Harry did as he was told. Many of the tree’s branches were broken and frayed. “Yeah?” the boy asked.
“I’m a mess, and it’s your doing.”
“That’s because I had to get switches for Mom to spank my behind.”
“Couldn’t you use a different tree from time to time?”
“I tried that once,” Harry said, pointing at some oaks a few yards away.
“I remember that day,” the tree replied wistfully. “What happened?”
“Mom got even madder. She thought I was trying to put off my punishment. ‘Taking my sweet time,’ she said. The whipping I got was even worse than usual!”
“I see,” the tree replied, dejected.
“That’s why I keep coming to you. You’re closest to the house.”
“You have to lay off of my limbs for a while. The other trees are starting to laugh.”
“Trees can laugh?”
“Oh sure,” the female voice told him. “We’re all connected by our roots. We know what’s going on with every other tree.” Harry couldn’t be sure, but he thought the tree leaned toward him. “Can you please leave me alone for a while,” it asked, “so I can heal?”
“But I have to get a switch.”
“There’s an alternative.”
“What?” Harry eagerly asked.
“You could behave.”
“Don’t make your mother angry. That way, you won’t get punished, and I can recuperate.”
“That’s so hard to do!” the boy complained.
“It’s hard to behave?”
“My little brother causes most of the trouble.”
“That toddler?” the surprised tree inquired.
“You know Tommy?”
“You had a picnic under me the other day.”
“Oh yeah,” Harry went on. “Anyway, he causes the trouble, and I get blamed. Then it’s switch time.”
“Your brother’s only a little boy. He doesn’t know any better.”
“He makes me so angry!”
“When my brothers and I were saplings, they made me angry too. We’re great friends now.”
“You could do without the whippings, right?”
“I sure could.”
“Then behave,” the voice implored him. “C’mon. It’ll be good for both of us.”
Harry leaned against the tree, turning the idea over in his brain. “I… can’t,” he finally said.
“Sometimes, I don’t know what makes Mom mad. She just gets mad. I can’t behave if I don’t know what not to do.”
“But my limbs–” the tree began, sounding on the verge of green tears.
“You’ll be OK,” Harry said matter-of-factly, reaching for a switch.
There was a loud crack as a branch above him broke off and hit the eight-year-old squarely on the head. He dropped to the dirt, unconscious.
An odd whirring noise grew from nothing. It grew very loud. A brisk wind came on, stirring the fallen leaves all around the prostate boy. Less than a minute later, the sound and the wind stopped together, their work done.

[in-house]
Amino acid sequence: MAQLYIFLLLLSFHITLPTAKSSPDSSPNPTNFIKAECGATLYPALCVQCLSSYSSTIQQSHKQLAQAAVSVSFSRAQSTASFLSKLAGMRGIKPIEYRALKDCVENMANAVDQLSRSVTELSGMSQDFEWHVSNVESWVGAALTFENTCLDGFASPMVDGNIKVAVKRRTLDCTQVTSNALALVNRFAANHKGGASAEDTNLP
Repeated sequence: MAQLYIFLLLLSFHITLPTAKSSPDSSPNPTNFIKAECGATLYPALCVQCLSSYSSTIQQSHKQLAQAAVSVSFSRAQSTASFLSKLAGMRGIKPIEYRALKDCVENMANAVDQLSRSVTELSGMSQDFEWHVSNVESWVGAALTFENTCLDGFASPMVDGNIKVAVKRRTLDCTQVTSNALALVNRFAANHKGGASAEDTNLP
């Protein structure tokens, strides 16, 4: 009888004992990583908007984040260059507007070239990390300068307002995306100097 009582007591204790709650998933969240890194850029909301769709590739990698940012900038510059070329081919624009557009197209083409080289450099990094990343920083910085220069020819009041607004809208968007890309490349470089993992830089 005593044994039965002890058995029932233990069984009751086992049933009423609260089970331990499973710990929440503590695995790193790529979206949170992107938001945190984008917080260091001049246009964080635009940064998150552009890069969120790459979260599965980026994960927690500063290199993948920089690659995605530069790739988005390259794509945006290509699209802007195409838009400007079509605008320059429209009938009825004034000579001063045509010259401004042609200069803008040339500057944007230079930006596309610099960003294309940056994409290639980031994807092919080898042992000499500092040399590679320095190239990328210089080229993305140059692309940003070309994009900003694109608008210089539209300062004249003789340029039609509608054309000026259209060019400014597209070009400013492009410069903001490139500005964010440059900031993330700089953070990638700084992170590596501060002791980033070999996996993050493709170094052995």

Harry stood, rubbing the bump on his head. He spoke and was surprised to hear that his voice now had the same echo and windchime sound of the tree. He felt himself slipping away, oozing out of his crowded body and onto—and then into—the tree. “You had your chance,” his voice said. “It was you or me.”
The voice called to the oaks. “You’ll see that he behaves, my brothers?” The wind picked up again. The oaks’ limbs happily moved about more than the breeze stirred them. “Maybe your time will come soon? There are other family members.”
The wind briefly blew even stronger. The brothers were delighted at the idea.
Harry’s body dusted itself off, appreciating its new, young form. “I’d better get back to the house,” it said. “One spanking for what the boy did won’t be so bad.” Through a knothole in the bark, Harry’s spirit saw his body take a couple of steps away and then turn suddenly. “I almost forgot!” it said, plucking a switch from the tree which Harry painfully felt. “This one shouldn’t hurt too much.”
It chuckled, noticing that the echo and chimes in its voice had faded completely away. “Yes,” it said, admiring the piece of its former self, “I can live with this… switch.
Mike has had over 150 audio plays produced in the U.S. and overseas. He’s won The Columbine Award and a dozen Moondance International Film Festival awards in their TV pilot, audio play, short screenplay, and short story categories. His prose work has appeared in several magazines and anthologies.
In 2020, his screenplay, Die Laughing, was a semi-finalist in the Unique Voices Screenplay Competition from Creative Screenwriting magazine. The following year, his TV pilot script, “The Bullying Squad” was a quarter-finalist in the Emerging Writers Genre Screenplay Competition. Mike is the writer of two short films, Dark Chocolate and Hotline.
In 2013, he won the inaugural Marion Thauer Brown Audio Drama Scriptwriting Competition. In 2020, he came in second. For several of the in-between years, he served as a judge.
Mike keeps a blog at audioauthor.blogspot.com.